Bull XS, jointly owned by Bull HN and Bull SA, last week hosted a Parisian event to highlight what it describes as Bull’s worldwide Unix strategy and commitment to Open Systems. However, few things are quite what they seem, and the DPX/2 product line is an exception to worldwide conformity. The range was announced in […]
Bull XS, jointly owned by Bull HN and Bull SA, last week hosted a Parisian event to highlight what it describes as Bull’s worldwide Unix strategy and commitment to Open Systems. However, few things are quite what they seem, and the DPX/2 product line is an exception to worldwide conformity. The range was announced in October (CI No 1,287), and is being shipped in the US and continental Europe, but not yet in the UK. The Motorola 68030-based DPX/2 200 will be here in February, as will the high-end DPX/2 340 machine, but the Intel 80386-based 100 family won’t be available until May 1990. Bull HN has sold some 26 DPX/2 systems to software partners, but users aren’t supposed to know about them until next year. The company says that UK market conditions dictate short delivery times, and it doesn’t believe in getting users over-excited by pre-announcing products before it can deliver the goods. So, if UK users want to know more about the DPX/2 family, they shouldn’t bother contacting Bull HN, but the more forthcoming Bull Italia, Bull SA, or Bull SX. Enough of the DPX/2, it’s embargoed in the UK. On more general matters, how does Bull feel about being under the IBM umbrella, and what does it think of its Open Software Foundation partner? It depends on the Bull really. The Brits deny the former and stonewall on the latter, but Armand Malka, marketing and planning director for Bull XS, says that not a day goes by but he prays for an IBM announcement. He may not have to pray quite so hard after the New Year since IBM has scheduled a January announcement in Paris and booked enough space for 5,000. But can IBM be trusted as a Unix partner, and is Bull not tarred by the ambiguous statements and delays? Malka couldn’t say if the delays were due to technical hitches or the finer points of strategic marketing. That prompts the question of how users are supposed to know and have confidence in both in AIX, and Open Systems.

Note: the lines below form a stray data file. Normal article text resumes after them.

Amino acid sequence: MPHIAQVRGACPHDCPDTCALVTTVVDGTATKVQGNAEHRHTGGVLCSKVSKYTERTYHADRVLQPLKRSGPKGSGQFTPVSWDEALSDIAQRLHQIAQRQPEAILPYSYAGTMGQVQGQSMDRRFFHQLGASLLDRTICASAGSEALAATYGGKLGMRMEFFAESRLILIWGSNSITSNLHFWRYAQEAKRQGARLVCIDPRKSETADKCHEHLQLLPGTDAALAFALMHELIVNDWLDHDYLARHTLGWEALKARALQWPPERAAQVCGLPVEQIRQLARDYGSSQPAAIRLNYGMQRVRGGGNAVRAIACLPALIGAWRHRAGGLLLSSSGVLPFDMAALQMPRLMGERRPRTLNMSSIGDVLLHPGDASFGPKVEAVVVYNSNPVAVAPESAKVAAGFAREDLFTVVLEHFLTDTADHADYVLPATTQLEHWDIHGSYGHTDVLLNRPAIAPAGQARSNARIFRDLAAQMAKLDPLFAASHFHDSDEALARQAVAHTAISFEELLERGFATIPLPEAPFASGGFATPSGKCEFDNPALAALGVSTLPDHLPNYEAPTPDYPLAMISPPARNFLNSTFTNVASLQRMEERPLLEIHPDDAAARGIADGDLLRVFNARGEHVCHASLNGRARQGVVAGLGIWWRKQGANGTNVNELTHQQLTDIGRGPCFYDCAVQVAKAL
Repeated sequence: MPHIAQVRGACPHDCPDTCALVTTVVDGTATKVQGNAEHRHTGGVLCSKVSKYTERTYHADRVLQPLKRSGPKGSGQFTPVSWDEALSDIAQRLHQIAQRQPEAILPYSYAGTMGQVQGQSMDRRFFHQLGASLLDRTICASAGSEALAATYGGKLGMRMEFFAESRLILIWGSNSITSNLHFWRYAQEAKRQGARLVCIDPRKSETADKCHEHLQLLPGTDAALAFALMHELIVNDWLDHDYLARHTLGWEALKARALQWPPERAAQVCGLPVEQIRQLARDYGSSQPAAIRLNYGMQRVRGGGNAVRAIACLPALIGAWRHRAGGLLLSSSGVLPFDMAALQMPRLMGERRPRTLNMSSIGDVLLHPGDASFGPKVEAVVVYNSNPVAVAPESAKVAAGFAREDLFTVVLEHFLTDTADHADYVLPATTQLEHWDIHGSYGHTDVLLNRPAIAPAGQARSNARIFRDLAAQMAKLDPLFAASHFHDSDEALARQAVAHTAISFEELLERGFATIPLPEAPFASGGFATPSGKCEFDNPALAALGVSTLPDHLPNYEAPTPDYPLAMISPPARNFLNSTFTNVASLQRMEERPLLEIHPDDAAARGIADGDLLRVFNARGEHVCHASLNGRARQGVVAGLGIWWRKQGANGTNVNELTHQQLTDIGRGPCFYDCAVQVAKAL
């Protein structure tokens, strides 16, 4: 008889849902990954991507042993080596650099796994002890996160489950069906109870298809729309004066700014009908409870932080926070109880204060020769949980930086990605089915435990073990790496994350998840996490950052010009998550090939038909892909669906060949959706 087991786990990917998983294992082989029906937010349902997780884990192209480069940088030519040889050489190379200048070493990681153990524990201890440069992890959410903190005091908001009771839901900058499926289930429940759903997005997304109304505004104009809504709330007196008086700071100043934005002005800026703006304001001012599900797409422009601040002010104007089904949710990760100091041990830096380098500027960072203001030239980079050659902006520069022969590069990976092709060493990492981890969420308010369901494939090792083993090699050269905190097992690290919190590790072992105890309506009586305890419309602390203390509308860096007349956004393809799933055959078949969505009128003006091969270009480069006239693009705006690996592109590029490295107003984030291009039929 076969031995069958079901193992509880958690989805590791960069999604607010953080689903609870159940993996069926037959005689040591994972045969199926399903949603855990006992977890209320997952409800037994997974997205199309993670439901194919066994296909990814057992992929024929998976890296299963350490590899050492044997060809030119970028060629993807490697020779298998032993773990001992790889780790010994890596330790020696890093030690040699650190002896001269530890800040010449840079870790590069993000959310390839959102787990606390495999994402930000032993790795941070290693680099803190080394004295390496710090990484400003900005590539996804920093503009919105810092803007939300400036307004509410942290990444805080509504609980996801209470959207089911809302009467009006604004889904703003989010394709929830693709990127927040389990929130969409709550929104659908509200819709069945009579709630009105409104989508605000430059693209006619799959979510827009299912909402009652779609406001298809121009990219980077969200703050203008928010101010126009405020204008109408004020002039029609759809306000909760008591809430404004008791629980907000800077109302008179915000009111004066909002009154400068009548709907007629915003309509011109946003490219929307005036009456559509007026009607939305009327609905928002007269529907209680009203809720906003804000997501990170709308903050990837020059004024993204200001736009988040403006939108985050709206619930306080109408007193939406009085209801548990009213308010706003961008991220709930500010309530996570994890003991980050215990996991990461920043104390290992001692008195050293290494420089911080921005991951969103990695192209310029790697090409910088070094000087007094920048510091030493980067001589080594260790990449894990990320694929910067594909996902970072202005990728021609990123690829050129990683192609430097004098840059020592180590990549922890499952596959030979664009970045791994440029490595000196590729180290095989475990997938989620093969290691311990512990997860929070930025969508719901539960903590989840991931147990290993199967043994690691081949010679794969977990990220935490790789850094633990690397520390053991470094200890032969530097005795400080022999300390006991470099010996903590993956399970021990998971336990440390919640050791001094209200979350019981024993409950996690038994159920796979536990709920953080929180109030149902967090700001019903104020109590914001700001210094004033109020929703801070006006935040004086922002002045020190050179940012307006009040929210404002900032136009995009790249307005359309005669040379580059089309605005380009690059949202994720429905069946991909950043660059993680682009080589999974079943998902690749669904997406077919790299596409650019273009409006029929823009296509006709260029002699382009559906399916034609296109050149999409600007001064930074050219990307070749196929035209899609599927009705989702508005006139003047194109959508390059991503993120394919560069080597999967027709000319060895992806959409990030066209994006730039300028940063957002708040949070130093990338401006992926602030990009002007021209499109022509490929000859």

Bull’s Unix systems are to be targeted at commercial markets, but IBM and DEC have always favoured technical and scientific applications. Some sceptics have gone one step further and suggested that IBM’s commitment to Unix is determined only by the scale of US government contracts that specify Unix, so where is the community of interests? Bull’s British contingent insists that IBM would be missing a marvellous opportunity if it didn’t enter the market and take on the established Unix players. However, Malka adopted a more pragmatic tone. The amount of risk and revenue involved is not so large that Unix is critical to IBM, but the knock-on effect of an unambiguous commitment would be a significant boost to partners and users. On non-IBM issues, various Bulls agreed that soon-to-be-acquired Zenith’s Data Systems will help open up the US market for the French state-owned company. Malka acknowledged that Zenith’s 80386 multi-processor with Corollary extensions to Unix from the Santa Cruz Operation, does seem out of sync with Bull’s existing products, but it does form a US platform. He enthused over a 80486 version being developed under Interactive Systems’ Unix, which is also the operating system for Bull’s personal computers. Bull’s agreement with MIPS Computer Systems to integrate RISC technology should bear fruit by the second half of 1990, in the form of a high-end server. Malka says that this won’t increase the number of users supported, but it will provide up to 60 MIPS for more demanding applications. – Janice McGinn